- QCM/Reflectance Analysis of Dissolution Kinetics
- Kinetic model for resist dissolution
- Teas Solubility Parameter Map
- DNA Origami
To produce the smallest possible circuitry, today's most advanced lithographic exposure systems are designed to use light of very short wavelength - deep-ultraviolet light at a wavelength below 200 nm, or soft x-rays in the region of ~ 13 nm. These exotic light sources are relatively weak, so the photoresist must be designed to utilize this light as efficiently as possible. Essentially all photoresists used today for microelectronics fabrication employ the concept of chemical amplification to enhance the efficiency of light utilization.
The principle of a chemically amplified (CA) photoresist is illustrated in the accomanying figure. The photoresist film is composed of a polymer that bears acid-sensitive groups pendant to the polymer chain. Dissolved in the solid polymer film is a small quantity of a compound that produces an acidic product when it absorbs light. A latent image of acid product is formed in the film when exposed to a pattern of light. In a subsequent heating step, this acid catalyzes the fragmentation of the groups pendant to the polymer chain (termed deprotection). The acid is not consumed in the deprotection reaction and can therefore catalyze the reaction repeatedly. Experimental measurements show that one hundred to on thousand deprotection reactions occur for every acid formed; this is the origin of "chemical amplification".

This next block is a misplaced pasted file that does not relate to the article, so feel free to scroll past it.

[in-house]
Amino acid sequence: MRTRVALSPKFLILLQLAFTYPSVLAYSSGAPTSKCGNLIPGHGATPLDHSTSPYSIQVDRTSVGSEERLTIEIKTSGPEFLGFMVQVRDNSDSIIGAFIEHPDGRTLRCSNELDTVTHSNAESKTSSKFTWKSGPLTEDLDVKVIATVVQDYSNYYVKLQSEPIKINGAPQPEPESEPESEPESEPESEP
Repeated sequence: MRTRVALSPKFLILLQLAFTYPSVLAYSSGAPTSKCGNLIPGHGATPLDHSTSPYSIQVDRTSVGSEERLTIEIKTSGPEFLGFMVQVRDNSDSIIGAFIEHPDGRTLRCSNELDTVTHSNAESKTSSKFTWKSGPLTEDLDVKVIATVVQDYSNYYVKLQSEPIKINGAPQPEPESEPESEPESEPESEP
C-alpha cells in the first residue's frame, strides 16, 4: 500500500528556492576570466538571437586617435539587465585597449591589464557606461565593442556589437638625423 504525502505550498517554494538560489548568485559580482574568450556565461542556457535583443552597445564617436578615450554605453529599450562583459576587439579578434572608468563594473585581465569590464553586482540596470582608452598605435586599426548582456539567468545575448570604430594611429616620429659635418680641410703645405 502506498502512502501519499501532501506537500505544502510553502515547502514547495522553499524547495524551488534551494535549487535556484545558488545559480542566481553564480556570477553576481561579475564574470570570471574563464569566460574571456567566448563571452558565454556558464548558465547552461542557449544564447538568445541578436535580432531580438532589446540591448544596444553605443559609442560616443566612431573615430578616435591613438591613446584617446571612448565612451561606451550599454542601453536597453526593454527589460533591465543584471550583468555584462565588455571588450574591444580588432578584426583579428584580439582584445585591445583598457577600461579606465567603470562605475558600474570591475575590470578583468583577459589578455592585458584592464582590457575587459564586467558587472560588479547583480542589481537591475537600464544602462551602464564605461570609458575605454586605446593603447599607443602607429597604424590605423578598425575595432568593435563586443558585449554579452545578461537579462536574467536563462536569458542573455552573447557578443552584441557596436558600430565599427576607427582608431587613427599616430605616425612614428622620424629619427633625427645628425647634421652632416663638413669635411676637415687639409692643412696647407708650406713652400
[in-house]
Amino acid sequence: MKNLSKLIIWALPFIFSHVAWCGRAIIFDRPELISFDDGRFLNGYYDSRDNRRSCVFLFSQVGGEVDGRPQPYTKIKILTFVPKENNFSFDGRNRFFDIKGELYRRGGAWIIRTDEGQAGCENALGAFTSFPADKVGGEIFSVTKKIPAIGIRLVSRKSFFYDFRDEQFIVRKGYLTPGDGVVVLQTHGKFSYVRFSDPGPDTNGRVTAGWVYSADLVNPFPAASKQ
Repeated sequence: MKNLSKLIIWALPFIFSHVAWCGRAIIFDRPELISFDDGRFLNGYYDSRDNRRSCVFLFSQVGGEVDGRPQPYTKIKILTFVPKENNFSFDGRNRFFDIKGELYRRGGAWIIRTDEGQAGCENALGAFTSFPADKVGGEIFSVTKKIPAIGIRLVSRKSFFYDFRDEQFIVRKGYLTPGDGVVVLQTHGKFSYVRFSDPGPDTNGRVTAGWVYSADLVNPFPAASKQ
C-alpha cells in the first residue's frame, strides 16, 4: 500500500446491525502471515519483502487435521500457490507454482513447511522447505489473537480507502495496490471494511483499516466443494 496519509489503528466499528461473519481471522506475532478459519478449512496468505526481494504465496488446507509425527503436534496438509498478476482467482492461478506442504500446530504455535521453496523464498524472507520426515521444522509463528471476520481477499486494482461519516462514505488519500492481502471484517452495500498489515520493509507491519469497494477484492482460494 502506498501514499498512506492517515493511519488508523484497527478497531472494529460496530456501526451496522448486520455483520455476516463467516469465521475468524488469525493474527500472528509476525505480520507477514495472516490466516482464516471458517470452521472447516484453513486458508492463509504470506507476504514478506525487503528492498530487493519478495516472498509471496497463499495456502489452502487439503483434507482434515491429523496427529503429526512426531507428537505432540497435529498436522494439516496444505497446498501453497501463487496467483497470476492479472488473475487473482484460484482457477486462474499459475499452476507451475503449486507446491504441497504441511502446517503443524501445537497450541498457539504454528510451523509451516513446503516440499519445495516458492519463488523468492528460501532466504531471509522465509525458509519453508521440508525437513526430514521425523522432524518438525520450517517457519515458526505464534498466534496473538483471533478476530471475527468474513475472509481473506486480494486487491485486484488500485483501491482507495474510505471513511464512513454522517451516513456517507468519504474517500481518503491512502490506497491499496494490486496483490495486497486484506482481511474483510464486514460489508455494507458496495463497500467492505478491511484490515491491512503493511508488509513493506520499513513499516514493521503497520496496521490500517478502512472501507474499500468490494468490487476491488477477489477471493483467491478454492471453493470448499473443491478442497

The deprotected polymer differs markedly from the original polymer int its polarity and reactivity. In a final step, the substrate is immersed in a liquid developer that selectively dissolves the deprotected polymer, producing a relief image useful for subsequent pattern transfer.